From Way Down Deep
When Miss Arbutus and Ruby grew weary, Ruby would go to her cozy room, which Miss Arbutus had decorated for her in ruffled yellow and white, with purple pansies embroidered on her curtains and pillow shams.
Before turning out the light, Ruby always stood before the window and gazed at the hills against the night sky. Though she could not remember her parents, she thought of them, and wished them health and happiness.
“And don’t forget me,” she always added. “Woo-bee is right here waiting for you.”
Then Ruby climbed into bed. The pansy curtains fluttered in the mountain breeze as her eyes closed. Sometimes she woke up in the wee hours of the morning to find a lady in her room, sitting very still in an armchair by the window. At such times a hazy memory floated to the surface of Ruby’s mind – a memory of being held and rocked beside a window, through which she could see snow falling.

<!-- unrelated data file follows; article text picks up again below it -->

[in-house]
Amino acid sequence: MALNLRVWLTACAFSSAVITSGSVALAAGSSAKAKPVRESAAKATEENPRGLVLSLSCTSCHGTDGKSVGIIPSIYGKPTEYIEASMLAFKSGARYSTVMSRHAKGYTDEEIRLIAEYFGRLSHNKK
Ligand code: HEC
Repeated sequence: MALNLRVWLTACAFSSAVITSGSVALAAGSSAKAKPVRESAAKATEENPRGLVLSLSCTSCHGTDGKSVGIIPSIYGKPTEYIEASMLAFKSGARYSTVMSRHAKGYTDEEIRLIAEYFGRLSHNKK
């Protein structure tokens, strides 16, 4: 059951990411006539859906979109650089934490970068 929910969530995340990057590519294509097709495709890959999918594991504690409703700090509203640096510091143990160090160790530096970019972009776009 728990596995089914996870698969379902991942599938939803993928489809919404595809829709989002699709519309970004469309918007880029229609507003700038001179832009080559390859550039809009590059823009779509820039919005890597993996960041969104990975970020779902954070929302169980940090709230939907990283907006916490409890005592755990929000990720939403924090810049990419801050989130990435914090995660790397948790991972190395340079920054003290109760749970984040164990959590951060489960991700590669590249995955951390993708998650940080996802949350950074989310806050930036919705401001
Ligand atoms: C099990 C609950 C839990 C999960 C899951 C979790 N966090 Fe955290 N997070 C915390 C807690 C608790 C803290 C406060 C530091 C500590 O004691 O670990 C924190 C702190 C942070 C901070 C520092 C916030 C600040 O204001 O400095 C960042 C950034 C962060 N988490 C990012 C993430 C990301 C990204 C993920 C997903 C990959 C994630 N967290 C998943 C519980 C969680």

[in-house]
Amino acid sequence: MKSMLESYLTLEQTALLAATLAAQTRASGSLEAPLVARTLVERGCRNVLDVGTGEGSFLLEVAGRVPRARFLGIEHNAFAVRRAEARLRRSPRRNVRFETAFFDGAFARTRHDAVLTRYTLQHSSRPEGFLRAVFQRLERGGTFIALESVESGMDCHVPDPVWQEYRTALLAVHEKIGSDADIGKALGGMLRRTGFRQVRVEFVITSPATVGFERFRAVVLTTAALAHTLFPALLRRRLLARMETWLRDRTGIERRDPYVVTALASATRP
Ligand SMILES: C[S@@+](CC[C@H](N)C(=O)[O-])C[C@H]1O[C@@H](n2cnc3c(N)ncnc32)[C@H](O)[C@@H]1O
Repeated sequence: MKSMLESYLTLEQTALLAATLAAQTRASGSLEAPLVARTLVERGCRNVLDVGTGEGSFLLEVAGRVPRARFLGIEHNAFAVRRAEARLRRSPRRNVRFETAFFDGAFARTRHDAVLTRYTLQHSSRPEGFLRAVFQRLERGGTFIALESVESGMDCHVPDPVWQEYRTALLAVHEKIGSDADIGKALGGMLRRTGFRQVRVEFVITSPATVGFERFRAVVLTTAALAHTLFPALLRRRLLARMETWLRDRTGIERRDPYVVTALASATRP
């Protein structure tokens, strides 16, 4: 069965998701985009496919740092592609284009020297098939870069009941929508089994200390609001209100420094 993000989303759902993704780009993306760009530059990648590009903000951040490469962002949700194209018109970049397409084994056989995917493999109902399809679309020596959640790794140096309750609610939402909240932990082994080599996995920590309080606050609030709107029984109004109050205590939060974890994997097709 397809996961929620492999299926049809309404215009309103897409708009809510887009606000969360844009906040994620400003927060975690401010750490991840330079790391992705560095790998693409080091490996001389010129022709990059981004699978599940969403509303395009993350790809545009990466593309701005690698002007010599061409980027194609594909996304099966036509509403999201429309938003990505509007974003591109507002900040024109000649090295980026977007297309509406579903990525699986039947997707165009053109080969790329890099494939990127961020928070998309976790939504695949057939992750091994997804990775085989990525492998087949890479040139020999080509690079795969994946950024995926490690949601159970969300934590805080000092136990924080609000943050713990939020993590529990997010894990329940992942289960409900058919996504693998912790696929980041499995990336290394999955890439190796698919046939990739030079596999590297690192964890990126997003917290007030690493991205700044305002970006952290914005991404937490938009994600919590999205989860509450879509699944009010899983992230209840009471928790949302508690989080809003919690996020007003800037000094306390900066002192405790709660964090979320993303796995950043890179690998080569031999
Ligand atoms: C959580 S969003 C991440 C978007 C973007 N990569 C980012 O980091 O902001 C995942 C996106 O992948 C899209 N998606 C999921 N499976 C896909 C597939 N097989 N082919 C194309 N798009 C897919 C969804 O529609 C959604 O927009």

If Ruby sat up in bed, or said anything, the woman disappeared into the shadows. So she learned that if she was to keep this lady, who was surely her mother, then she must not move or speak. She would drift off to sleep again, and the morning daylight revealed nobody in the chair.